The Rect Class

© 2012, Martin Rinehart

We got tired of creating styles objects with properties like this:

    height:   '50px',
    left:     '100px',
    position: 'absolute',
    top:      '30px',
    width:    '200px'

The flexibility of the styles object is certainly a Good Thing, but all that typing is not. Since we were regularly positioning and sizing new div elements in our DOM, we created a class that lets us type in the position and size arguments the old-fashioned, but fast, way.

var r0 = new Rect( 100, 30, 200, 50 );

Unlike the sample styles, our arguments are not in alphabetic order. Rather, they are position first, size second. In both, the horizontal (x) component precedes the vertical (y)—that's left, top, then width, height.

In addition to the position/size values, you can also pass a styles object argument. If you want a red rectangle, for example, you could create it this way:

var red_rect = new Rect(
        left, top, width, height,
        {background: 'red'}
    red_rect.draw( parent );

The large green div (samples_div in our JavaScript) is a div declared in the HTML and styled with CSS, the old-fashioned way. The samples inside it are all Rect objects. If we had created, as an example, that red Rect in a simple, direct way, it would have been done like this:

var red_rect = new MRlib323.Rect(
        10, 30, 250, 100,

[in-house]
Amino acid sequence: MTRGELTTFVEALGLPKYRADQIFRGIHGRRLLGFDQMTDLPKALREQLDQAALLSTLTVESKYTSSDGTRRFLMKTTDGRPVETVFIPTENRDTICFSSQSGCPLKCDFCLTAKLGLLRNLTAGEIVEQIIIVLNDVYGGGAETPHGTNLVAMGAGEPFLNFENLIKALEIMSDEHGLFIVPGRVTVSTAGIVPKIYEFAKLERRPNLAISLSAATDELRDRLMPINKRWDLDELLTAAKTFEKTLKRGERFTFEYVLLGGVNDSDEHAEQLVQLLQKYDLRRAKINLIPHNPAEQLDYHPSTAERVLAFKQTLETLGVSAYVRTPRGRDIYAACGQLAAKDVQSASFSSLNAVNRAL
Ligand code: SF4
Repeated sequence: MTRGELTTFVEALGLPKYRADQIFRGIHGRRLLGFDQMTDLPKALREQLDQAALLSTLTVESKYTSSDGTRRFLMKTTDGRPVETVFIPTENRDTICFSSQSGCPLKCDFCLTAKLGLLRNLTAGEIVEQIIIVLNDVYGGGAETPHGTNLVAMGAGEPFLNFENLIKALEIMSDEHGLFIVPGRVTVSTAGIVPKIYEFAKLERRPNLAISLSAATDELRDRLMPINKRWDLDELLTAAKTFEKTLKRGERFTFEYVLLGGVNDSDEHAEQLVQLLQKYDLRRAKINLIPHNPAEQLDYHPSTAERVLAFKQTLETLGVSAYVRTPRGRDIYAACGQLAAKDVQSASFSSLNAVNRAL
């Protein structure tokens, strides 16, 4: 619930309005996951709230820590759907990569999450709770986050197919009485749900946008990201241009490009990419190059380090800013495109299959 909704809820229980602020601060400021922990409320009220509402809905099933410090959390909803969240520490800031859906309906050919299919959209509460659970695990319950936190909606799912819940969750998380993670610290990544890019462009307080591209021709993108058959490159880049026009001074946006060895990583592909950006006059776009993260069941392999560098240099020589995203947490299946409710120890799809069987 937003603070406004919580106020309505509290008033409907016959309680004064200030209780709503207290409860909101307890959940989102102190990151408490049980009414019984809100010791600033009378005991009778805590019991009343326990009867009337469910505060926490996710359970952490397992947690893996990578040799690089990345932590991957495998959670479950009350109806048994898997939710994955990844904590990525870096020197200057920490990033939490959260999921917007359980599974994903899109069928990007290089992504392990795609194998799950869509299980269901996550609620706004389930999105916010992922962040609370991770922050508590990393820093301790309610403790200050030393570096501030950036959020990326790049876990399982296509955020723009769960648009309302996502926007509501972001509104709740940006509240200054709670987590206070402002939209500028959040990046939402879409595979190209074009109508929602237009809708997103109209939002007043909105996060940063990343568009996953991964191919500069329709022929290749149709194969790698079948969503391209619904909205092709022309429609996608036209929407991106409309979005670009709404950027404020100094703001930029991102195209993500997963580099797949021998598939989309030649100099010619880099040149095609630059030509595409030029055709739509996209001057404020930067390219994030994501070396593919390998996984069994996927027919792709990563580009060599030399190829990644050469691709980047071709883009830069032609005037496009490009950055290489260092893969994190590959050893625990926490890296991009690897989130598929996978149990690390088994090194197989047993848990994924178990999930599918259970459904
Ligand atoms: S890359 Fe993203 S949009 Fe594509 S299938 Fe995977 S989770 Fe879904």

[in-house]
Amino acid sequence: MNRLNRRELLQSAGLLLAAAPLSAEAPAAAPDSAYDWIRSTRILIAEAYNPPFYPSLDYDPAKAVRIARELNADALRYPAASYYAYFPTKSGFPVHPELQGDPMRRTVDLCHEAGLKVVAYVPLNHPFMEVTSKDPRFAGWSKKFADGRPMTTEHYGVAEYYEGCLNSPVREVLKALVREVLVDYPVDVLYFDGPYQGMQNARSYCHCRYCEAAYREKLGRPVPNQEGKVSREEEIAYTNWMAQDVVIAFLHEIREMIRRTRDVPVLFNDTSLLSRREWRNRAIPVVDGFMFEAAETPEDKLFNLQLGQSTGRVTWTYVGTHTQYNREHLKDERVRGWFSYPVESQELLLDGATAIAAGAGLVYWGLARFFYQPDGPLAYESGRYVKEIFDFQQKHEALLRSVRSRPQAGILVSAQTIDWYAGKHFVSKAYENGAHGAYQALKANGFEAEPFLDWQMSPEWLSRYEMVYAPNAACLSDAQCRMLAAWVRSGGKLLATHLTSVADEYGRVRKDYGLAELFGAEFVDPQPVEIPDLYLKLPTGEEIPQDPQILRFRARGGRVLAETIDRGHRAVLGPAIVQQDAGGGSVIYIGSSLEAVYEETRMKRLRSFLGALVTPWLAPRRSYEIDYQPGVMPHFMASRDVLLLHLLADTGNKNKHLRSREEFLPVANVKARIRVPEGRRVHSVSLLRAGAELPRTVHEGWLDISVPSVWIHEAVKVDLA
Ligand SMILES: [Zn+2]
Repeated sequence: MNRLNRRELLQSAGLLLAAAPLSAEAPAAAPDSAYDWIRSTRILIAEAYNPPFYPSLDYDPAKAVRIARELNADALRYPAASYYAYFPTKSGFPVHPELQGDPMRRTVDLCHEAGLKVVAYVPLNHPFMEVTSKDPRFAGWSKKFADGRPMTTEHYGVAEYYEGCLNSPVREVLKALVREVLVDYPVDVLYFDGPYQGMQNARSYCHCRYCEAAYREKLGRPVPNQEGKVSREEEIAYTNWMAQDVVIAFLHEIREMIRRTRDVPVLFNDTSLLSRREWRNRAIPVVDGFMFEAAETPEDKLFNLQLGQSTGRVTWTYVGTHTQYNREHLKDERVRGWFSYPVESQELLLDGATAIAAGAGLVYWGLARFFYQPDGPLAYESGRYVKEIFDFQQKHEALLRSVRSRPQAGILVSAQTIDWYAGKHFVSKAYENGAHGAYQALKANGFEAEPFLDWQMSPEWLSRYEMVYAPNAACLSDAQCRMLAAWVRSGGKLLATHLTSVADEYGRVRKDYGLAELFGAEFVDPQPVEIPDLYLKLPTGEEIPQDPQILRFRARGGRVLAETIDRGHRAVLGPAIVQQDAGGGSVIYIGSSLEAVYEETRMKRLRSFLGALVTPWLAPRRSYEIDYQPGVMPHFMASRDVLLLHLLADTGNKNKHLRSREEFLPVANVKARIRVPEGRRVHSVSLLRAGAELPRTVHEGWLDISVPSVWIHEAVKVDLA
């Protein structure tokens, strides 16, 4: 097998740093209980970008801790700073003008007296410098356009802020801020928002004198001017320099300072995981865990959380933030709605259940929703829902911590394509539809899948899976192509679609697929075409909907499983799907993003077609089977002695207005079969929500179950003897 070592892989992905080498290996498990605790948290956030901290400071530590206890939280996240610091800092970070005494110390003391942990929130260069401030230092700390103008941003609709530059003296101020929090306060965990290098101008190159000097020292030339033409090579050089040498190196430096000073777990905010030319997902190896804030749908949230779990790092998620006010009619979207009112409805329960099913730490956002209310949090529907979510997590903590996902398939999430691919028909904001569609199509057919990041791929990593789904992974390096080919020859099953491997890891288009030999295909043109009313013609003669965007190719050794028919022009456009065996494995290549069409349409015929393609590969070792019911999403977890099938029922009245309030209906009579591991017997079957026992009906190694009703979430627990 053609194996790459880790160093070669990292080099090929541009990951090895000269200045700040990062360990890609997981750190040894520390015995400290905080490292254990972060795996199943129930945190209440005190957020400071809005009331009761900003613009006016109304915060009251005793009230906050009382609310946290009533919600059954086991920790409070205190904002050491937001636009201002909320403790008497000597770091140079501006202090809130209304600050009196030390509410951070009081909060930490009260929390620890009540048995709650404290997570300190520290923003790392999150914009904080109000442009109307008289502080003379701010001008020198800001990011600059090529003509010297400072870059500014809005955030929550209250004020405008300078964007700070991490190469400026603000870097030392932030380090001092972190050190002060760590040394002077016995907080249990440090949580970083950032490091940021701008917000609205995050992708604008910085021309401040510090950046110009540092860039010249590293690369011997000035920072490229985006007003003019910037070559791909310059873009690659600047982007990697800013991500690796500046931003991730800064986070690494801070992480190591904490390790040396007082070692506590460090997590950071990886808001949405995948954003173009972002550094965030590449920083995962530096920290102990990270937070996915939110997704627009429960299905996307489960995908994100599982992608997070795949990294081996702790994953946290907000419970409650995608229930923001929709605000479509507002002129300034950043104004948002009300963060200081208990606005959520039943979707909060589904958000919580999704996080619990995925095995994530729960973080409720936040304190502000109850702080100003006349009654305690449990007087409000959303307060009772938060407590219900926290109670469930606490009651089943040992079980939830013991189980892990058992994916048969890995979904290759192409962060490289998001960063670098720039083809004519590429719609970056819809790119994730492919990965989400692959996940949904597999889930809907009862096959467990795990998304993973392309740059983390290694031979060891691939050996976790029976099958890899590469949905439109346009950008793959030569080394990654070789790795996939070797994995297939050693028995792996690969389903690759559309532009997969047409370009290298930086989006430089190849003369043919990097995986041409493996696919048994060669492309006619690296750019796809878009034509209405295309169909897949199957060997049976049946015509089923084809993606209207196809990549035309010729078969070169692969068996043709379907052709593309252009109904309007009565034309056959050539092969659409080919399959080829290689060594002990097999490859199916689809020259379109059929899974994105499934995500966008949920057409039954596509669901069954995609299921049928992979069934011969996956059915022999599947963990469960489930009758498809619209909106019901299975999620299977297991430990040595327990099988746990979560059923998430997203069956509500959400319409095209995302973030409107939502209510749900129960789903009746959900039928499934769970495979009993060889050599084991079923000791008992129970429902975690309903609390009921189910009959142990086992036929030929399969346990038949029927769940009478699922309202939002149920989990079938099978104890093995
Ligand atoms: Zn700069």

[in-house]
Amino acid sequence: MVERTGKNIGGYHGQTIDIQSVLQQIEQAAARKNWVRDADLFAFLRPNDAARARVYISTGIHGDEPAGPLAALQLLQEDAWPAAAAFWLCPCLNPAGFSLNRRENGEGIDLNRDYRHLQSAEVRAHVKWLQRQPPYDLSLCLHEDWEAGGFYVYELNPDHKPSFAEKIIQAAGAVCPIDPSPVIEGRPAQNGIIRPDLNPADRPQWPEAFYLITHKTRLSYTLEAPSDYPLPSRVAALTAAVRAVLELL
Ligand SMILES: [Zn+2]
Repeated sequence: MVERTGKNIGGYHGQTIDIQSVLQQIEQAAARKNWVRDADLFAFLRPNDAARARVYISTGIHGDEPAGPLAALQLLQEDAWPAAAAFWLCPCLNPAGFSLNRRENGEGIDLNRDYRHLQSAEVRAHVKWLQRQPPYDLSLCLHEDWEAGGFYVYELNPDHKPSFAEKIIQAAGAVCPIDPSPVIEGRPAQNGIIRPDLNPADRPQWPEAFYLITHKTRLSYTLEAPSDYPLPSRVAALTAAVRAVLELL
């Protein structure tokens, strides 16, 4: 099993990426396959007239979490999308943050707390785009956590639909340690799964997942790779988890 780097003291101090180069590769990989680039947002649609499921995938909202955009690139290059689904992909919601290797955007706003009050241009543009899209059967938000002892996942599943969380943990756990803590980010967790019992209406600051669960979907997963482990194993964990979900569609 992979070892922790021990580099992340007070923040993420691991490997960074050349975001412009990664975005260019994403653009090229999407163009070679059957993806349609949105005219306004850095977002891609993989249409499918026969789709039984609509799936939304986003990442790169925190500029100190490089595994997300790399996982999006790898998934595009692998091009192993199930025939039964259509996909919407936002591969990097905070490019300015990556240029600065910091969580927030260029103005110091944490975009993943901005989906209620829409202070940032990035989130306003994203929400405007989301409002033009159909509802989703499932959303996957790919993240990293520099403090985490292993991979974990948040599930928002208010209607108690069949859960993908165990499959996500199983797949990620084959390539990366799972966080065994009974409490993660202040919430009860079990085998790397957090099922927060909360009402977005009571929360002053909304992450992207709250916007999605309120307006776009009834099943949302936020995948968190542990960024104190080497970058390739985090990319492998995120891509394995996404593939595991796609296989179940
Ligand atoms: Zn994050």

{background: 'red',
        border: '5px double white'}
    red_rect.draw( samples_div );

We chose a form that's more compact as we felt like adding a lot of Rect objects. Think about it. Use your browsers "View Source" feature to take a look at our code.

What is that circle doing there among all the Rects? Well, there's no law that says a Rect can't have round corners, is there? Again, "View Source" if you don't get it. Use a browser other than your old MSIE if you don't see it.

We never extend host objects, such as a div. We always wrap them in our own object. This means that the DOM div is embedded in the Rect object as Rect.div. If you want to modify a Rect's embedded div after the Rect is created (or even after it is drawn) you can add to/replace properties of

At present we are creating but not discarding Rect instances. If we were to start throwing old Rects away, we would write a "destructor" method, like Rect.delete(). This is normally not needed in JavaScript, but one browser cannot seem to debug its code so you need to detach its elements from the DOM before you delete them. See our library method detach_element() if you need to delete Rects.

Feedback: MartinRinehart at gmail dot com

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